'MONDAY AT THE HUG & PINT"
It would be bad form to write off Arab Strap as just
another musical export in the so-called Scottish
invasion. Like their cohorts, MOGWAI and BELLE &
SEBASTIAN, they write lyrical, melody charged pop
songs with tongue firmly in cheek. Although the Straps
are a bit more mischievous.
Malcolm Middleton and Aiden Moffat are crafty buggers.
After seven years they are misanthropic storytellers
with no shame. Many of their lyrics center around the
world of relationships, good bad and disastrous. They
also write about drug hazes, glom and Scottish
They throw it all at you, cellos, bagpipes, distorted
beats, doors slamming and floods of tears. This is
especially true with their new CD, "Monday At The Hug
& Pint." named after a pub in their native Falkirk,
the album melds all of these things into a well
crafted, but sometimes non-contiguous album.
The album attempts to create the pub feeling. You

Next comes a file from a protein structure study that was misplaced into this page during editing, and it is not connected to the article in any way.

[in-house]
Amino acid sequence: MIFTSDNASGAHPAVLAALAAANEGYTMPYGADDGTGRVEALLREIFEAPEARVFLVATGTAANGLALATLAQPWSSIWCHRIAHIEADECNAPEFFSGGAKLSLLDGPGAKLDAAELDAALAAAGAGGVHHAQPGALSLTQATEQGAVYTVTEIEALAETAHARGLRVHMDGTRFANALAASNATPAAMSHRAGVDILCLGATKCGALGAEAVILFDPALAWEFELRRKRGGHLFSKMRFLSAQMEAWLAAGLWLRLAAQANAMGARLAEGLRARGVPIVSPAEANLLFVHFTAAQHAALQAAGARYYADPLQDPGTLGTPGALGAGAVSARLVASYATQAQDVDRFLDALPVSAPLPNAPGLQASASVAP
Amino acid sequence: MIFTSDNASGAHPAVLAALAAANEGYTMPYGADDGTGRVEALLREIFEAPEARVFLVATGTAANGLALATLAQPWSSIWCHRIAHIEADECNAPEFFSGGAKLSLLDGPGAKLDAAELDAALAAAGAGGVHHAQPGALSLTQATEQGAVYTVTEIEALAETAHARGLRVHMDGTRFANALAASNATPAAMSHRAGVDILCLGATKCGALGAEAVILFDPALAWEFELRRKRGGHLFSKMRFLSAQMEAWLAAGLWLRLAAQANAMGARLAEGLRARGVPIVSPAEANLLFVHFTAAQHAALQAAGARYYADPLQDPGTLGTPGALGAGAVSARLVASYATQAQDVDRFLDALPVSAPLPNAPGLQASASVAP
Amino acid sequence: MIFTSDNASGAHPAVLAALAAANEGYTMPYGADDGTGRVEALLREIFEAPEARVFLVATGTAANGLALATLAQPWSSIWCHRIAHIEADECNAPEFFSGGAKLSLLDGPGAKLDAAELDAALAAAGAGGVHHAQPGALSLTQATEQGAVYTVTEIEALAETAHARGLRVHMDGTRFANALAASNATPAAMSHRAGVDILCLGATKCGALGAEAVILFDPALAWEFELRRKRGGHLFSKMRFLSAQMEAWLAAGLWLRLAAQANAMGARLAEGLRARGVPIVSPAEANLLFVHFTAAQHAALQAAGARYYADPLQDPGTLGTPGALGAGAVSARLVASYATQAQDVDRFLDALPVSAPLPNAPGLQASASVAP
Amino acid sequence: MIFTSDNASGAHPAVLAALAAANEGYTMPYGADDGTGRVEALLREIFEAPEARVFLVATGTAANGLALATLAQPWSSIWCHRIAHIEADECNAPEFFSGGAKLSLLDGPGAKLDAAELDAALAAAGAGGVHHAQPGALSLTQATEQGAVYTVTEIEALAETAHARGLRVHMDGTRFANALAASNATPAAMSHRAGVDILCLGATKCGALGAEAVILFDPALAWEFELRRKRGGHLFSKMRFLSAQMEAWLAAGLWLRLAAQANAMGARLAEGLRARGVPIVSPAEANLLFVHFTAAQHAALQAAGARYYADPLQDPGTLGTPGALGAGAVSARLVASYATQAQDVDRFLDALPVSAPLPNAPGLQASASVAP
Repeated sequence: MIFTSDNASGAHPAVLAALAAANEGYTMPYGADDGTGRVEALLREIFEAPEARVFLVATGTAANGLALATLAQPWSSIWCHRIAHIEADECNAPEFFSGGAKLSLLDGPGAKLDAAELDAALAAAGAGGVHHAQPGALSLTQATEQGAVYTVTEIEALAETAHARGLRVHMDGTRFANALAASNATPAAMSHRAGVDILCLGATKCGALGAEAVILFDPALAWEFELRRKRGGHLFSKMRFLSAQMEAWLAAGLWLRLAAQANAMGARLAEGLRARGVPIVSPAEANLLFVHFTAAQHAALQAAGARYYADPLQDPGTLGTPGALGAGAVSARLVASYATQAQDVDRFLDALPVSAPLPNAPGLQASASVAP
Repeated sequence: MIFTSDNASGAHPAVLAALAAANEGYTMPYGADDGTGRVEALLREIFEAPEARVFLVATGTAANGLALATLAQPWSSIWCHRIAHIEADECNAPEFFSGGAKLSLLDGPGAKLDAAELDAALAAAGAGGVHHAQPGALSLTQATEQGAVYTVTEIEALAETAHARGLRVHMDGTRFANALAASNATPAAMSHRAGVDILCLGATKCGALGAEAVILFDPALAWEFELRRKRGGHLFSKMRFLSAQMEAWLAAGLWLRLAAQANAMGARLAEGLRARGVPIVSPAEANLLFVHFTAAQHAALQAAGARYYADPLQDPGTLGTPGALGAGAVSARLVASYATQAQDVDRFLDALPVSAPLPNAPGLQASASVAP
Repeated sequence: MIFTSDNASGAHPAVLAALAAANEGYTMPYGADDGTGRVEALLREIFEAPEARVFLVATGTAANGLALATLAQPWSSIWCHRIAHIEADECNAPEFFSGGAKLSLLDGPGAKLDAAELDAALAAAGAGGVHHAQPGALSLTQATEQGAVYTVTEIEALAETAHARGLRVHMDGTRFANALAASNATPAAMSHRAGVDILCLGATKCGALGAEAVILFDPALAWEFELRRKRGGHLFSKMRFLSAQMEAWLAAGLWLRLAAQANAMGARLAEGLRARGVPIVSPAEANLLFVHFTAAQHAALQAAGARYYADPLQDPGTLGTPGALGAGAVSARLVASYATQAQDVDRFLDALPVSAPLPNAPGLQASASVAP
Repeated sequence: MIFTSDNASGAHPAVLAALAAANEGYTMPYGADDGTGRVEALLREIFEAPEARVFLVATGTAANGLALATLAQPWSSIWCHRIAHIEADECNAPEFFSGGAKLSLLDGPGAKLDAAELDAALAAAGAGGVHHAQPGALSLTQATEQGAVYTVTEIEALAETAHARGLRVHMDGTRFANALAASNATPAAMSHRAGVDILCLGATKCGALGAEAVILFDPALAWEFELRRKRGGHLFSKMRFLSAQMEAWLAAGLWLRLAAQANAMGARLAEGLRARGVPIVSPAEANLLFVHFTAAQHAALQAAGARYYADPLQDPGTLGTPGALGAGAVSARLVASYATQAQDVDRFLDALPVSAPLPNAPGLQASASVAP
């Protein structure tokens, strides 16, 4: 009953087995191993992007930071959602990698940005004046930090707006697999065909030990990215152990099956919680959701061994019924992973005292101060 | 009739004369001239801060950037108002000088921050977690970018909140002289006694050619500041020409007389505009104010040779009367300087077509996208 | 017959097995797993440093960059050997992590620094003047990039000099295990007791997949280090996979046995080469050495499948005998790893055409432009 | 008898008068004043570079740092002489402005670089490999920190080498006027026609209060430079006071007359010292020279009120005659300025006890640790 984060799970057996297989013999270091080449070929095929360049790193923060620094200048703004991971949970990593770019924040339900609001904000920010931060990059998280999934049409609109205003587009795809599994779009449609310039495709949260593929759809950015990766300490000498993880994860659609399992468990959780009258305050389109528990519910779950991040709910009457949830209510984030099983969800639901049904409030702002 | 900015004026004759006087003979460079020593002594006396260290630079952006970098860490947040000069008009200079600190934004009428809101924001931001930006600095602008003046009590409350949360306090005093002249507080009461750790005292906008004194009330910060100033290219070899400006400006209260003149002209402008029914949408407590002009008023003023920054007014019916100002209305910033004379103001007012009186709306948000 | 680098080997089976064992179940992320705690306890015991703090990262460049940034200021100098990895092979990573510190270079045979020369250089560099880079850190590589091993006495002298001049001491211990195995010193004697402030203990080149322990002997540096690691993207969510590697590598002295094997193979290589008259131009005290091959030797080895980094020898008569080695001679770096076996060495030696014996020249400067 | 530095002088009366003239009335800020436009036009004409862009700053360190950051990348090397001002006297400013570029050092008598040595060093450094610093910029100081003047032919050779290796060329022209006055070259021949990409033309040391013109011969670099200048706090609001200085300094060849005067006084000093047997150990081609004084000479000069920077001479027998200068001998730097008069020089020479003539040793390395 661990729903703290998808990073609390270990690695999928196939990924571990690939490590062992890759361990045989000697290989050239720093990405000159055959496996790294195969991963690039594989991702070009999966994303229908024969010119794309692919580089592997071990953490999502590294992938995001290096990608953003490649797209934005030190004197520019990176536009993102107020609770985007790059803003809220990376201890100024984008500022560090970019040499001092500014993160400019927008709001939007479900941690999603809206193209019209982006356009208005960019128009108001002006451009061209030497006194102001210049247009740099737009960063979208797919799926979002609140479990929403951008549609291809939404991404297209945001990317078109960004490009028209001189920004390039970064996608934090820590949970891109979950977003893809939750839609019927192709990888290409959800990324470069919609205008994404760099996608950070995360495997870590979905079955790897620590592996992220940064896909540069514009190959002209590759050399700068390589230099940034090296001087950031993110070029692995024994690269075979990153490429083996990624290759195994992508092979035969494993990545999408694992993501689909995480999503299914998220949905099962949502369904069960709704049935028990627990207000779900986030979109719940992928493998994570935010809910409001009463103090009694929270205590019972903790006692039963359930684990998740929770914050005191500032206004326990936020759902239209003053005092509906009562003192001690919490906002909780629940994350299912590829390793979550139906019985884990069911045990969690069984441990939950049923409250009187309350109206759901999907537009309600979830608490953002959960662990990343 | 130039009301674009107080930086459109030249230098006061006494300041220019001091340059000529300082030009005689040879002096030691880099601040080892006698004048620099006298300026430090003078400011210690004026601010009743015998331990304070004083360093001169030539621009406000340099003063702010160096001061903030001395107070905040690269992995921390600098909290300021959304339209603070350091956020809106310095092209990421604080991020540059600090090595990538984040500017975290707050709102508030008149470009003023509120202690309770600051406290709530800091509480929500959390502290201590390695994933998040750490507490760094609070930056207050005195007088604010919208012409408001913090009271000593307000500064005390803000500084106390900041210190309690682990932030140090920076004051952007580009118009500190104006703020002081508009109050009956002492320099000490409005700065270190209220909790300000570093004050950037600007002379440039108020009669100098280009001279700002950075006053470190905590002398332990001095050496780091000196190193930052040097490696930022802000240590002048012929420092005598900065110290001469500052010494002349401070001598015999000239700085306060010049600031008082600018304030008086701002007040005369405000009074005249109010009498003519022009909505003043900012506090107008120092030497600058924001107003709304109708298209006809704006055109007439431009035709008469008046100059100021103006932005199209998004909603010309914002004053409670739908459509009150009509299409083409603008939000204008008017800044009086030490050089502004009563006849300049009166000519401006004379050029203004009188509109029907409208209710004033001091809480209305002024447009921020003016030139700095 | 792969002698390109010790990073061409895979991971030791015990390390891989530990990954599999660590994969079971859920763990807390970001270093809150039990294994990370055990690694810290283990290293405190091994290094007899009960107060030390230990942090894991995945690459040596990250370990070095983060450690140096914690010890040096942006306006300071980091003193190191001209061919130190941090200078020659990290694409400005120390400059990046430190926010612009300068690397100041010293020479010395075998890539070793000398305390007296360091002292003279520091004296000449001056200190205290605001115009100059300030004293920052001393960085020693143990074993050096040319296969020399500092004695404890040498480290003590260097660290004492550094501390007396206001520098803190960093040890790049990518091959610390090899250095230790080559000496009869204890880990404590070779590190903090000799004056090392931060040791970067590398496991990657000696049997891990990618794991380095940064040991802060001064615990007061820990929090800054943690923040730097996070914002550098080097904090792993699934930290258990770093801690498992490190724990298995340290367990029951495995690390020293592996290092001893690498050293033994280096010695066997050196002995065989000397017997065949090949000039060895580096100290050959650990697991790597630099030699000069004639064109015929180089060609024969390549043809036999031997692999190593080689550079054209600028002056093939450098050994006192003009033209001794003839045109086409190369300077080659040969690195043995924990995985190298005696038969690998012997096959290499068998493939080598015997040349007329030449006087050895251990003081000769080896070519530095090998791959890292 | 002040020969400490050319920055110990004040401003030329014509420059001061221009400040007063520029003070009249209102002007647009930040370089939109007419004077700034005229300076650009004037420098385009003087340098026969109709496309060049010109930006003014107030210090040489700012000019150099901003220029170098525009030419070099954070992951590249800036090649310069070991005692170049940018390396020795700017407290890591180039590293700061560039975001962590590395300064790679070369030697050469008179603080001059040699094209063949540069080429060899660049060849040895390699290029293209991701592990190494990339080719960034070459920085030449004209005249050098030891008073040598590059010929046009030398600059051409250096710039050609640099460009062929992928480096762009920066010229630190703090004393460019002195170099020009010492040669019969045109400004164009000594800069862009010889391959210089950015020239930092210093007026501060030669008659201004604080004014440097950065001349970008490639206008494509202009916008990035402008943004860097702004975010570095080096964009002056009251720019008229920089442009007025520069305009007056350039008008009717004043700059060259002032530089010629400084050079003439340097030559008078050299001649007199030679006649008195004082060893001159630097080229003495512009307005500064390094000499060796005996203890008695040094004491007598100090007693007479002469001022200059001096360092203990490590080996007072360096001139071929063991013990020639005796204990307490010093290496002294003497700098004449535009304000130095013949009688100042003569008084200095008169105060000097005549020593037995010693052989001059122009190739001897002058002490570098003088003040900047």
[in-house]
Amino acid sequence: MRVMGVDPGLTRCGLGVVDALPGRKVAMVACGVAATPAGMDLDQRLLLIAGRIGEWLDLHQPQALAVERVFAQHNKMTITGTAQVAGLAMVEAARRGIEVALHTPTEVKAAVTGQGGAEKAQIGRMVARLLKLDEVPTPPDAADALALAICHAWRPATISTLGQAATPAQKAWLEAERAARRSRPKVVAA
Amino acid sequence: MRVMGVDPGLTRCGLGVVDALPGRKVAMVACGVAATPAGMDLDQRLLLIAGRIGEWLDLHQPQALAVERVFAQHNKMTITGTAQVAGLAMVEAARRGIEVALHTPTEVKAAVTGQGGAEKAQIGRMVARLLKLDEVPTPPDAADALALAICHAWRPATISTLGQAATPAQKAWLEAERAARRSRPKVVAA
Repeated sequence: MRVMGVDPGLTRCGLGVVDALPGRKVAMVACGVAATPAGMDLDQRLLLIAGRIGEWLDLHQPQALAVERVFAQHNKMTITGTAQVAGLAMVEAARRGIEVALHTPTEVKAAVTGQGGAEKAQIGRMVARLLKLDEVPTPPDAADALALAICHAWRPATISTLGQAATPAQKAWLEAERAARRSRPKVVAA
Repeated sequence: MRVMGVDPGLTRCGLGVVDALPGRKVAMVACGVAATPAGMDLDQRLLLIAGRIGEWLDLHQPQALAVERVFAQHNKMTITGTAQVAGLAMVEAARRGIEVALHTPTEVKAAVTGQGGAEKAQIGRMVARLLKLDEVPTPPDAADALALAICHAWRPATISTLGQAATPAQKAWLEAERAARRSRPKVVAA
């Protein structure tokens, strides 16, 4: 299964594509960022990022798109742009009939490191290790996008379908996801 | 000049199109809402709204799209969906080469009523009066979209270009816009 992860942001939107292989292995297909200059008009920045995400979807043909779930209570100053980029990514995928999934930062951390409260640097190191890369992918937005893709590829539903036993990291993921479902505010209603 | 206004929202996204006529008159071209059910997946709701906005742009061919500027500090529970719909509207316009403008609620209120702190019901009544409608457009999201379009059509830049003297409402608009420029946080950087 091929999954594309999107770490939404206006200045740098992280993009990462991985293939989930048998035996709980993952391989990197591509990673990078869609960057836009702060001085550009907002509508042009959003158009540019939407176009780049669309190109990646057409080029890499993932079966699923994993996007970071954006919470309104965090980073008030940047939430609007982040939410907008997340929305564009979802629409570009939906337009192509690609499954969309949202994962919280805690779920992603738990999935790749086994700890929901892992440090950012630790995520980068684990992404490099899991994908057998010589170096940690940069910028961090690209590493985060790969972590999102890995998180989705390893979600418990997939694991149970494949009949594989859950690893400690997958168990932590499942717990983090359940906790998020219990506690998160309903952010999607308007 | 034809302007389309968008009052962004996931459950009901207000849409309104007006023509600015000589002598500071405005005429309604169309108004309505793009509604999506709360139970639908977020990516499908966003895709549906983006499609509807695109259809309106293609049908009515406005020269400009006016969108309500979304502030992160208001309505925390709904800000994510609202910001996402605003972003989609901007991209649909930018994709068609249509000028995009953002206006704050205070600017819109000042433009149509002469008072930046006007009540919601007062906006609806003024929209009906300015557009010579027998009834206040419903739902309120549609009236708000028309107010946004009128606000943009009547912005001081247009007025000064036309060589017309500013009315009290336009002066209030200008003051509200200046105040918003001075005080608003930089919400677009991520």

enter on a euphoria, then you drink, think, drink,
mingle, talk, mingle and drink some more. Somewhere
along the line you're at the barstool being sad and
miserable, but somehow reveling in it all. Arab Strap
have made a record that is lyrically frank. They are
honest and on point. However after a few rounds, they
begin to spiral into sadness and decay as they banter
on about bastards and evil women.
"The Shy Retirer" encapsulates the euphoria. it is a
brilliant beginning to the album. It features a beat
that slashes calmly along, melded with great hooks and
lyrics. "Meanwhile At The Bar, A drunkard Muses," is
tinged with darkness. It has dark lyrics and weeping
melodies as a backdrop.